Julia Shumway
The Bulletin

Fixing a dangerous northeast Bend intersection, addressing traffic flow at a busy southwest Bend roundabout and rebuilding a northwest Bend street at risk of collapsing because of a deteriorating stormwater pipe are part of $32 million in transportation projects the Bend City Council wants to address during the next two years.

City councilors said Wednesday they were comfortable with the staff-prepared list of transportation projects, some of which will be completed in 2020 or 2021. They’ll revisit the list while preparing the city’s two-year budget over the next few months.

Because the council decided last week to raise more revenue to accomplish city goals surrounding transportation and housing, more projects can get done, said Tom ­Hickmann, the city’s engineering and infrastructure planning director. He divided projects into three tiers.

“Right now, based on the funding we have, we can do all of these projects,” Hickmann said.

Top 4 priorities

Fixing the intersection of Neff Road and Purcell Boulevard is expected to cost about $5 million and could be finished in 2020. The Oregon Department of Transportation considers the northeast Bend intersection among the most dangerous in the state, and it’s a frequent crash site.

In February, the council voted to pay $1.1 million to a Nebraska firm to design improvements.

“That one we’re in good shape on and set to begin construction on next year,” Hickmann said.

City staff also requested about $750,000 to improve traffic flow at the Reed Market Road and Bond Street roundabout. Options could include adding lanes or some form of signal to the roundabout — something similar to a metered on-ramp for highways in busy cities.

“If signals prove to work, you’d be giving preferential treatment to certain directions of traffic at certain times of day,” City Manager Eric King said.

Fixing the roundabout, which could be done in 2021, is a quick way to fix some issues on Reed Market Road while recognizing that other issues will still exist, King said.

Another high priority is paying $1.5 million to the Oregon Department of Transportation to add and rebuild sidewalks along U.S. Highway 20 within city limits. The state department has a planned project to repave the section between Greenwood Avenue and Empire Avenue, upgrade traffic signals and replace curb ramps to make them accessible for people with disabilities.

The city partnering with the department means construction can happen at one time and makes sense when considering the department is replacing curb ramps, City Councilor Barb Campbell said.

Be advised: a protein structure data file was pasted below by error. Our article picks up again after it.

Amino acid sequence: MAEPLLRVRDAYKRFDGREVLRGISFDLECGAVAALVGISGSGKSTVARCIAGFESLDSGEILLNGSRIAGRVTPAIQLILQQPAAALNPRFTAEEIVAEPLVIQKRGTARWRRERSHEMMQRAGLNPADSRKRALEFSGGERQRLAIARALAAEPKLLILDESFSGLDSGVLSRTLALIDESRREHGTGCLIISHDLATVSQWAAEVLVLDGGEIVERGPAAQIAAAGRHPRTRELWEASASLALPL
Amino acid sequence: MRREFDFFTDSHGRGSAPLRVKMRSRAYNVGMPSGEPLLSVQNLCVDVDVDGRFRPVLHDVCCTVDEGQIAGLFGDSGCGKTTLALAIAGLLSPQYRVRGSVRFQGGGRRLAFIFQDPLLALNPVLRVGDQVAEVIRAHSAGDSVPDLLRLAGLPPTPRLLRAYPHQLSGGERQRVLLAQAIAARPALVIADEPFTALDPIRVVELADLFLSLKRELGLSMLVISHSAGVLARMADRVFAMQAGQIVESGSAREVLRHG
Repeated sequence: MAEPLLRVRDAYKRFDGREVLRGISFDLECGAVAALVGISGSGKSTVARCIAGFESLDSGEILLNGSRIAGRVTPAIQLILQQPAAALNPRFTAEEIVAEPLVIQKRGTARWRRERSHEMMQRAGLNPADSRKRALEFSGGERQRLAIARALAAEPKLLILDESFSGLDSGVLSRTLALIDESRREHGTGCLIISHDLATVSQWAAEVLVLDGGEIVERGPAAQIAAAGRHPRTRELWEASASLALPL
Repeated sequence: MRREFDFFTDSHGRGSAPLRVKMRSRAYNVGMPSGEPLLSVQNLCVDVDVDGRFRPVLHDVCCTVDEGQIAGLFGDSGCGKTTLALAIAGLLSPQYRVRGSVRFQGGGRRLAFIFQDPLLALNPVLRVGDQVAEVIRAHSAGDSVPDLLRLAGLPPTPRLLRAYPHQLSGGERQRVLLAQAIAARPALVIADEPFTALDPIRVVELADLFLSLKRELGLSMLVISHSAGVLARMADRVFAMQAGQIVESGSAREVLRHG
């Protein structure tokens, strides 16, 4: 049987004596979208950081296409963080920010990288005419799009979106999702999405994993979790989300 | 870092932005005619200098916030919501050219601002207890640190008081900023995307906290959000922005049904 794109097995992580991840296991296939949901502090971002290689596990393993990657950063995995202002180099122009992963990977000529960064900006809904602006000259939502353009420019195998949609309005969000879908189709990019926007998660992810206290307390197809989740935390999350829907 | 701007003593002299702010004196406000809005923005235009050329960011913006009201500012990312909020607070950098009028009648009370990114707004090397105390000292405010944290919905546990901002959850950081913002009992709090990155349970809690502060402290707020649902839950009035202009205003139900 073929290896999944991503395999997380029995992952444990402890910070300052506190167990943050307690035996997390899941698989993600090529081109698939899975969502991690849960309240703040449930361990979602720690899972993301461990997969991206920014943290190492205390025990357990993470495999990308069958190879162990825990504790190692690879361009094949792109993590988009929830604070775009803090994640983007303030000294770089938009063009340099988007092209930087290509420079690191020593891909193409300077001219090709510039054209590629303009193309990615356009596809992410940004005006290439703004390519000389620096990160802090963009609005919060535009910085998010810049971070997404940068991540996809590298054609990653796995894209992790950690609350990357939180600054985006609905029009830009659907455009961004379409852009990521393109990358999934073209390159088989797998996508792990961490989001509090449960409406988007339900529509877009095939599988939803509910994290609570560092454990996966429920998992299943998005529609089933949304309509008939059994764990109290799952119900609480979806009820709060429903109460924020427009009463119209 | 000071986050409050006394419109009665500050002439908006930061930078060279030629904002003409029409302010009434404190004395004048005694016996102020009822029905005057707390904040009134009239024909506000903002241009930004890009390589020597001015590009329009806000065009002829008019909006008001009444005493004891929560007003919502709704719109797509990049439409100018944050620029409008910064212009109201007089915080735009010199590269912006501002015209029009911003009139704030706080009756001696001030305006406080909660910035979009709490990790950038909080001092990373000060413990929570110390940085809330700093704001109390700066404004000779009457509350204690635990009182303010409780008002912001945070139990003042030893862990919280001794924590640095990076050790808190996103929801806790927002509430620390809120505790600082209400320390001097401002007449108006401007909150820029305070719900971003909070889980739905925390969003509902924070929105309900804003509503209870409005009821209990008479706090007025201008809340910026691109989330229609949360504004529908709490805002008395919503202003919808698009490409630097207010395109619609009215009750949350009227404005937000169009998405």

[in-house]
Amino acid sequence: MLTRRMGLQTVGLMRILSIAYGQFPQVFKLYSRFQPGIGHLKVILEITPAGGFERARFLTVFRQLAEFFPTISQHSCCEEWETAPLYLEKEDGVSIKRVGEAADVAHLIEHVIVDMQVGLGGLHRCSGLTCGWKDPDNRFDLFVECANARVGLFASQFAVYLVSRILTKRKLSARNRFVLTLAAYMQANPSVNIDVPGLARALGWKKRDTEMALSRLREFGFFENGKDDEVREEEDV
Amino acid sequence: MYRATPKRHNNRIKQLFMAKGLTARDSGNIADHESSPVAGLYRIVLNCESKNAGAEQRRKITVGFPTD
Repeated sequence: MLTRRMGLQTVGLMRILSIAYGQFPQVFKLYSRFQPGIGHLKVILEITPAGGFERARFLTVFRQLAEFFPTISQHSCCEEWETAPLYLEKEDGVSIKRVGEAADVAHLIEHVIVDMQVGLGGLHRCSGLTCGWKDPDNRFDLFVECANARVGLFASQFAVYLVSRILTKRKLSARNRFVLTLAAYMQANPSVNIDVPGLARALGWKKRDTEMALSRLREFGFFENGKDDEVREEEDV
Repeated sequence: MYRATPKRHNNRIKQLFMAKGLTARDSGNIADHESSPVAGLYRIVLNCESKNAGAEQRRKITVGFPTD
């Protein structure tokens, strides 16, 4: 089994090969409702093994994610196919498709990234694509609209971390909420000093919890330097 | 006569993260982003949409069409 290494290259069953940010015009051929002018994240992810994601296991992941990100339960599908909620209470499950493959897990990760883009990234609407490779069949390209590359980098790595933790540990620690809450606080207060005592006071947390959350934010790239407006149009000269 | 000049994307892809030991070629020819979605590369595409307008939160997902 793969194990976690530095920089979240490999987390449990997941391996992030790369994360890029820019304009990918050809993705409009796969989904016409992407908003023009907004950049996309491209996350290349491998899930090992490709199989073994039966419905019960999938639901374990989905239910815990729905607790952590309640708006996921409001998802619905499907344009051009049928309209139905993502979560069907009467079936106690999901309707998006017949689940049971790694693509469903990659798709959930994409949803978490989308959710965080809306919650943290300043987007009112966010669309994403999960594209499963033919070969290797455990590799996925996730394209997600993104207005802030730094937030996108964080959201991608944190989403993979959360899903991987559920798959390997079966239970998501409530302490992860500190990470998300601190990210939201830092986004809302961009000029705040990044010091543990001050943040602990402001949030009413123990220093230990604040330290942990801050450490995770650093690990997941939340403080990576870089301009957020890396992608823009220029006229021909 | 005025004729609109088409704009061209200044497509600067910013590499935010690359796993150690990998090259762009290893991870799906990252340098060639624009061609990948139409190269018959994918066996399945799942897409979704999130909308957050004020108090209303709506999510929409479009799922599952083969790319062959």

“They’ll be curb ramps to nowhere,” she said. “The sidewalks through there are virtually impassable.”

The last of the four top priorities is budgeting $500,000 to use for neighborhood requests for safety improvements. Residents can submit service requests asking for things like fixing potholes, changing speed limits or marking bike lanes and crosswalks.

Secondary priorities

By 2022, the city’s utilities department plans to fix a deteriorating stormwater pipe under Newport Avenue between 9th Street and College Way, at a cost of about $6 million to $7 million. Along with that project, it would cost about $4 million to fix the road after digging up the pipe and filling in missing sidewalks.

“We’re at a point where we cannot continue to ignore the stormwater problems in this area,” Hickmann said. “There’s no structural integrity left in the pipe, to the point we’re worried about roadway collapse.”

Another goal is improving the Simpson Avenue and Columbia Street intersection, which is now a four-way stop. This is expected to cost about $1 million and be part of a partnership with the Bend Park & Recreation District and Oregon State University-­Cascades to fix other intersections in the area.

Fixing that intersection will clear the way for housing projects in the area, Bend Community Development Director Russ Grayson said. He said some have been proposed but didn’t get built because the developers couldn’t afford to improve nearby intersections.

“We don’t need traffic studies to tell us we’re having problems at these intersections,” he said. “It’s what we’re going to do about it.”

Lower priorities

Cost estimates for projects lower on the list are less exact and may change, Hickmann said. A roundabout at Butler Market and Wells Acres roads is expected to cost about $3 million and could be completed in 2024.

Improvements to the Reed Market Road and Third Street intersection, including adding dedicated left-hand turn lanes on Reed Market Road, are expected to cost about $5 million and could be completed in 2024. Campbell and City Councilor Bill Moseley said they’re interested in seeing if any improvements can be made more quickly and less expensively by upgrading the traffic signal.

“People experience traffic congestion, and they don’t really care if it’s a turn lane or a light,” Moseley said.

Improvements at the Ninth Street and Wilson Avenue intersection are expected to cost $4 million and could be done in 2024. The intersection, though flat, is more expensive than others because a railroad is close by.

For about $2.5 million, improvements could come the intersection of Conners Avenue and 27th Street near St. Charles Bend by 2024. Social services including the Deschutes County health building are in the area, and drivers can’t make left turns from Conners Avenue because of traffic at some parts of the day.

Finally, $5 million could be used to extend Chase Road in southeast Bend east to connect with Brosterhous Road. That, along with plans to extend Murphy Road east to 15th Street, would provide more east-west routes in southeast Bend.

“It’s part of that theme of getting better connectivity on the east side so you don’t have everything funneling to Reed Market,” King said.

— Reporter: 541-633-2160; jshumway@bendbulletin.com